Serum samples for the testicular tumour markers alpha-fetoprotein (range 0–9 µg/l) and human chorionic gonadotropin (0.0–5.0 IU/l) were <2 µg/l and <1.2 IU/l, respectively. A pre-operative CT of the thorax, abdomen and pelvis was unremarkable.
The conclusion of the urology multidisciplinary meeting was that the appearance was very suspicious of tumour and the patient underwent a left radical inguinal orchidectomy. Histology revealed a field change of nodular Leydig cell hyperplasia (LCH), 20 mm in maximum dimension, on a background of testicular atrophy, consistent with the history of cryptorchidism. A large nodular focus of Leydig cells, 4 mm in diameter, with associated atrophic tubules, was present and appeared to correlate with the hypoechoic lesion identified on ultrasound examination. The epididymis and spermatic cord were both normal and there was no evidence of malignancy (Fig. 2).
The patient had an uncomplicated recovery and remains clinically well 18 months post-operatively. He was advised to undertake self-examination of the right testis.

Figure 1 (click to enlarge)

Figure 2 (click to enlarge)

Figure 1. A hypoechoic lesion measuring 5 mm in maximum diameter (indicated by a black arrow, and outlined with a dashed white line) confined to the upper pole of the left-sided testis, which is otherwise atrophic (outlined with a broken black line)
Figure 2. Hyalinised seminiferous tubule enveloped in a nodule of Leydig cells, and background testicular atrophy (H&E, 40×)


Klinefelter syndrome (KS) is a sex chromosomal disorder typically presenting with gynaecomastia, aspermatogenesis and elevated gonatrophins.
The most pertinent differential diagnoses of a testicular mass in KS include LCH or tumour and malignancy. Establishing the diagnosis is often challenging both radiologically and histopathologically; either condition can present with hypo-echogenicity on ultrasound and there is insufficient experience with hyperplasia visualised on MRI to differentiate the two entities[1]. The over-lapping histopathological features include proliferation of acidophilic cells[2]. In this case, the multifocality of the Leydig cell proliferation, with no individual focus being greater than 5 mm, along with the interstitial growth and entrapped seminiferous tubules, favoured a diagnosis of nodular Leydig cell hyperplasia rather than a Leydig cell tumour, and there was no evidence of malignancy.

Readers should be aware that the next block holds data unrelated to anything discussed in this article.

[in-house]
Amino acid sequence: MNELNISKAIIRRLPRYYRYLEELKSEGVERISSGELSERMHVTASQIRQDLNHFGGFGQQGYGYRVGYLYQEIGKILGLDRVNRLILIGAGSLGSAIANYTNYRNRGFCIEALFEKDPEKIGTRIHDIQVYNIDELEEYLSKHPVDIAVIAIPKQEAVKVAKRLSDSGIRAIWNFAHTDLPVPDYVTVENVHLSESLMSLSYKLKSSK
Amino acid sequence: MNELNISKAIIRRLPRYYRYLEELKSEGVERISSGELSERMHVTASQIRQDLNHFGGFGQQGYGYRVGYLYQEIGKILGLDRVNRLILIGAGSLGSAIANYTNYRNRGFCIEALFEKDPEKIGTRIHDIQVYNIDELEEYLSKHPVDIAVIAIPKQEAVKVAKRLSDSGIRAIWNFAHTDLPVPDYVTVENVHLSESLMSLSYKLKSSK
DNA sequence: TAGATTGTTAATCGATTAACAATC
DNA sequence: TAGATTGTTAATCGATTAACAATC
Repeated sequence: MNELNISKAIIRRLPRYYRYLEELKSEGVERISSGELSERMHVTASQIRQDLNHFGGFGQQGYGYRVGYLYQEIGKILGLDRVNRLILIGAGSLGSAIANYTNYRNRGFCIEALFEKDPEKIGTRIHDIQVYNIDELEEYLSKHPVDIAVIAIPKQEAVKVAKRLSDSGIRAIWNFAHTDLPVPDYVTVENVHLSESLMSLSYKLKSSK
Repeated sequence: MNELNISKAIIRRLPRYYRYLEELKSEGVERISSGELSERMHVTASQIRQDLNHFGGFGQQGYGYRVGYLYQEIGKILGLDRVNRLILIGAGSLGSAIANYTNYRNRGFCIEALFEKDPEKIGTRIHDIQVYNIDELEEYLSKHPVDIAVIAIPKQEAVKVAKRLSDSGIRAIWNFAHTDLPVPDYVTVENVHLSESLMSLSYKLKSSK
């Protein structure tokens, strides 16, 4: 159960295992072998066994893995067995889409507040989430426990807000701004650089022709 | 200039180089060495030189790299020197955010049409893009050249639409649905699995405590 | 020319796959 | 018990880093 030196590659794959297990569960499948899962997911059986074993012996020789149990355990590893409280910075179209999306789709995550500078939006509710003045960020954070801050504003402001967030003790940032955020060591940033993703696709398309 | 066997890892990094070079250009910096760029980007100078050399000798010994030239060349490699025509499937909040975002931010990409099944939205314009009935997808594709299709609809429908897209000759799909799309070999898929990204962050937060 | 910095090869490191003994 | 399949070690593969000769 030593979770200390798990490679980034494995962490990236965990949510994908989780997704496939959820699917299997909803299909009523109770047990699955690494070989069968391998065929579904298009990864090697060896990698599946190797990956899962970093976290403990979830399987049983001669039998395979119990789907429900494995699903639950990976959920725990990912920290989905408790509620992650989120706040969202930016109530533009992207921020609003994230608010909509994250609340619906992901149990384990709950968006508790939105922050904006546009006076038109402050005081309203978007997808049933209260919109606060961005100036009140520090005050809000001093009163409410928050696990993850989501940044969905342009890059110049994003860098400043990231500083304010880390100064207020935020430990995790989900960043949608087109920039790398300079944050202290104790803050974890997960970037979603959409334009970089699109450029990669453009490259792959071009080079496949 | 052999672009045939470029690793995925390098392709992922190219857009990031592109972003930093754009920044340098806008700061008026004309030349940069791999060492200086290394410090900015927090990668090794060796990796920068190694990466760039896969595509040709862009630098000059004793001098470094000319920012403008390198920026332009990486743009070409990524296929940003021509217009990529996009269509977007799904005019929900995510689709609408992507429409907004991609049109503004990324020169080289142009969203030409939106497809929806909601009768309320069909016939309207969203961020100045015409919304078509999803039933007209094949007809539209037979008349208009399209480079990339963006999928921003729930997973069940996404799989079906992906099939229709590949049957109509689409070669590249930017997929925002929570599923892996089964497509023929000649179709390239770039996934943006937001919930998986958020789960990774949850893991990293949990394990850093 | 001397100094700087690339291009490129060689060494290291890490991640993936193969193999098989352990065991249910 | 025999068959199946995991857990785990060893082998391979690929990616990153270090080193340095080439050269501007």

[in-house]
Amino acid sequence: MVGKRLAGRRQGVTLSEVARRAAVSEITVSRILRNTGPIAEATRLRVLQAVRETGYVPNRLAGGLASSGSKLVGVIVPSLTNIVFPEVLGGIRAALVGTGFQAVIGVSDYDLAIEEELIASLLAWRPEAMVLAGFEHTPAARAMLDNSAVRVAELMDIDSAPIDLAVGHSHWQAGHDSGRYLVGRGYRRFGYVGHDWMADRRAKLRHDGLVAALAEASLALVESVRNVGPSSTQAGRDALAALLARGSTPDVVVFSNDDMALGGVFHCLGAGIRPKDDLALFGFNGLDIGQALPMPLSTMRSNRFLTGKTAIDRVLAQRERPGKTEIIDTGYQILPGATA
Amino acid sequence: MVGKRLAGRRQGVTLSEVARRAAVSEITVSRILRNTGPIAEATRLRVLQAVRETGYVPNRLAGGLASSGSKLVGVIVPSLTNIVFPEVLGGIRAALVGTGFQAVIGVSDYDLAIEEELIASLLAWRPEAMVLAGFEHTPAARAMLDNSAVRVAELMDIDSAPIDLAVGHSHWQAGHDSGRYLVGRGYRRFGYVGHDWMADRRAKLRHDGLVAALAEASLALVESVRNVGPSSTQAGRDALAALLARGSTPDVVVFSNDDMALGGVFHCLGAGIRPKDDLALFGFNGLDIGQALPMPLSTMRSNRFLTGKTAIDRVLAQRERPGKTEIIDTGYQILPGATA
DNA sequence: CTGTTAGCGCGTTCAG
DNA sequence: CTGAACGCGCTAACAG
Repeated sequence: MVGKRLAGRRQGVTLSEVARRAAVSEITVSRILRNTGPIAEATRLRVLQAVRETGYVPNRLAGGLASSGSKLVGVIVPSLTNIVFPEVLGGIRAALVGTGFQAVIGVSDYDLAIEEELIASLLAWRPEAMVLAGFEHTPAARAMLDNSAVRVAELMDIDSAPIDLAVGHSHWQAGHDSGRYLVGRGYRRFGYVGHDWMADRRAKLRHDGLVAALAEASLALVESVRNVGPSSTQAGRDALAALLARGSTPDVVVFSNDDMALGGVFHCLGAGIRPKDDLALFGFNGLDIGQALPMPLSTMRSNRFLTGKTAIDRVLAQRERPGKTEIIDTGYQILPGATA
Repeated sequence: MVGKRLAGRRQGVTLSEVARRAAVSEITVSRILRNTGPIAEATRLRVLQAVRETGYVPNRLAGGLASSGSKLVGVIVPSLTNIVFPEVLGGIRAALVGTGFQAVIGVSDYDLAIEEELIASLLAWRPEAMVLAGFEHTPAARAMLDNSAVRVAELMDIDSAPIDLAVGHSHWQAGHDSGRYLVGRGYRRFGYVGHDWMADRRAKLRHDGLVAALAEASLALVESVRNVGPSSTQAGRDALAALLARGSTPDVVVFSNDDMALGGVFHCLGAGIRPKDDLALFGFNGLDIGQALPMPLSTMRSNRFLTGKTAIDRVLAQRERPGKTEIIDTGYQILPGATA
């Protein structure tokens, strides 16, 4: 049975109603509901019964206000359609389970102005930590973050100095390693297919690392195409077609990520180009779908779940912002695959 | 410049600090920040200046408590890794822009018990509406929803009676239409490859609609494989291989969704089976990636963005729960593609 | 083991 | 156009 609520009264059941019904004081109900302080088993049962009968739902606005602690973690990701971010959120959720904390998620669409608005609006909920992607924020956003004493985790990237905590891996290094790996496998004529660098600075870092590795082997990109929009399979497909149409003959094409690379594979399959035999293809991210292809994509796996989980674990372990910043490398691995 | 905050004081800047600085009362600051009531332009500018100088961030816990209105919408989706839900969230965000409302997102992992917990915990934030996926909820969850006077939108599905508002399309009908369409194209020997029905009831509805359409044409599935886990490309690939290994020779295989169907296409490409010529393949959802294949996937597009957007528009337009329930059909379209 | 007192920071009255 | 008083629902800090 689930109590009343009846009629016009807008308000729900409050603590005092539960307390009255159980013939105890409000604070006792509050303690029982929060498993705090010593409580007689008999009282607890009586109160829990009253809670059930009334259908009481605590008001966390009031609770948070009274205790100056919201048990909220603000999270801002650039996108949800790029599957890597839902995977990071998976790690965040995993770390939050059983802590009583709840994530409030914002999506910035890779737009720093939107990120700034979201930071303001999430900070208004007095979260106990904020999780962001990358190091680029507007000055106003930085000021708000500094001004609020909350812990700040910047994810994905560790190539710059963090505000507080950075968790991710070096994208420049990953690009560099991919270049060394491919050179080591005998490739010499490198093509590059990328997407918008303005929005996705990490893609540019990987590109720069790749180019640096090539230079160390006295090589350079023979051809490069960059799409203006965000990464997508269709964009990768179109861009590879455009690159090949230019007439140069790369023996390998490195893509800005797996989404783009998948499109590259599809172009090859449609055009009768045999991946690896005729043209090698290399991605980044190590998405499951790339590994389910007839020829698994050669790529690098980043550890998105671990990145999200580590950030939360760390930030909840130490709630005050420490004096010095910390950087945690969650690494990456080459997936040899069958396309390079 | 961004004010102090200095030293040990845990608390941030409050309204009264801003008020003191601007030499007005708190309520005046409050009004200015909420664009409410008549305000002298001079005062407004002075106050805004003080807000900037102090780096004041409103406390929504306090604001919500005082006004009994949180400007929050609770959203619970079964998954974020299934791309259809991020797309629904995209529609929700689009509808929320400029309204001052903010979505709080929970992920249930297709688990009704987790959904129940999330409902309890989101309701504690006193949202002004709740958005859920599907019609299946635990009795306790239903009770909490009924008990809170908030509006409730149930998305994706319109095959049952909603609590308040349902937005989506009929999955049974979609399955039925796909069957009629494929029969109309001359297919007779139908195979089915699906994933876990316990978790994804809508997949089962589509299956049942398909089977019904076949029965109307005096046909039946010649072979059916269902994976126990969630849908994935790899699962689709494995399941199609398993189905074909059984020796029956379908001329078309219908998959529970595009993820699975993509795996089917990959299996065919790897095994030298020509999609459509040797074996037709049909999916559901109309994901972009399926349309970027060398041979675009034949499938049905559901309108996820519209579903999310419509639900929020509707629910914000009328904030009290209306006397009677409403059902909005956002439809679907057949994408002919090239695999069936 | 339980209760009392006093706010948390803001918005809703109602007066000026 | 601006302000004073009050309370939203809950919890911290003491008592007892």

Germ cell depletion, seminiferous tubule hyalinisation and fibrosis have been demonstrated histologically in KS. From adolescence onwards, the testicular changes progress rapidly and severe LCH is seen[3]. These areas of hyperplasia may be identifiable as micro-calcifications, nodules or cysts on ultrasound.
Like LCH, testicular cancer was an important consideration given the patient’s presentation and cryptoorchidism. Cryptoorchidism occurs in up to 31% of KS due to a reduced testosterone level during embryonic life. Additionally, 10% of all cases of germ cell tumours will occur in patients with cryptoorchidism or a previous history of such. Considering this, it would appear logical that KS patients would have a higher risk of testicular tumours. However, two large epidemiological studies (including over 4,000 karyotypically confirmed patients with KS from the UK and Denmark have conclusively shown otherwise[4].
This case is also novel as the patient presented with orchalgia. In much of the previously described literature, microcalcifications or hyperplasia has been found on routine investigation of radiology performed for research purposes. To our knowledge only one other case of LCH presenting with orchalgia has been reported[5].


In summary, LCH remains an important differential diagnosis when a patient with KS and a testicular mass is being investigated. While it is difficult to differentiate conditions pre-operatively, more conservative surgery may be considered if LCH is confirmed and as such it may alter patient outcome.